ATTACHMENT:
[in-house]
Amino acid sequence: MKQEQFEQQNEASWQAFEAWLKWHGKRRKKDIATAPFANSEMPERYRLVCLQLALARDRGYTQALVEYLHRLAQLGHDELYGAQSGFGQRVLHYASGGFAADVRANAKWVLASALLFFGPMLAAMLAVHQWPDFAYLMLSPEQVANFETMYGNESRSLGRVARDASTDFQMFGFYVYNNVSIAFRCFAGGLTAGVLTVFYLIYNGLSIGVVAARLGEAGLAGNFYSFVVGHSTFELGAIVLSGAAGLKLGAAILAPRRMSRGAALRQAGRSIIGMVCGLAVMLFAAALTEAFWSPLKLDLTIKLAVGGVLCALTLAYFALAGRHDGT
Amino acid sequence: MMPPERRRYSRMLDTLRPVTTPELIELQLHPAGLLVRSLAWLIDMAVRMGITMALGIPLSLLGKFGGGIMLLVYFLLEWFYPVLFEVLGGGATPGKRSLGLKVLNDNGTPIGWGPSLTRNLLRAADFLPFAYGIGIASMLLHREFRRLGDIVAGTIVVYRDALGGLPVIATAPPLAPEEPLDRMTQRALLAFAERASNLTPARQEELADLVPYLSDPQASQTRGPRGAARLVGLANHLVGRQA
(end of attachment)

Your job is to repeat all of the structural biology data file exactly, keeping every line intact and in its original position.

[in-house]
Amino acid sequence: MKQEQFEQQNEASWQAFEAWLKWHGKRRKKDIATAPFANSEMPERYRLVCLQLALARDRGYTQALVEYLHRLAQLGHDELYGAQSGFGQRVLHYASGGFAADVRANAKWVLASALLFFGPMLAAMLAVHQWPDFAYLMLSPEQVANFETMYGNESRSLGRVARDASTDFQMFGFYVYNNVSIAFRCFAGGLTAGVLTVFYLIYNGLSIGVVAARLGEAGLAGNFYSFVVGHSTFELGAIVLSGAAGLKLGAAILAPRRMSRGAALRQAGRSIIGMVCGLAVMLFAAALTEAFWSPLKLDLTIKLAVGGVLCALTLAYFALAGRHDGT
Amino acid sequence: MMPPERRRYSRMLDTLRPVTTPELIELQLHPAGLLVRSLAWLIDMAVRMGITMALGIPLSLLGKFGGGIMLLVYFLLEWFYPVLFEVLGGGATPGKRSLGLKVLNDNGTPIGWGPSLTRNLLRAADFLPFAYGIGIASMLLHREFRRLGDIVAGTIVVYRDALGGLPVIATAPPLAPEEPLDRMTQRALLAFAERASNLTPARQEELADLVPYLSDPQASQTRGPRGAARLVGLANHLVGRQA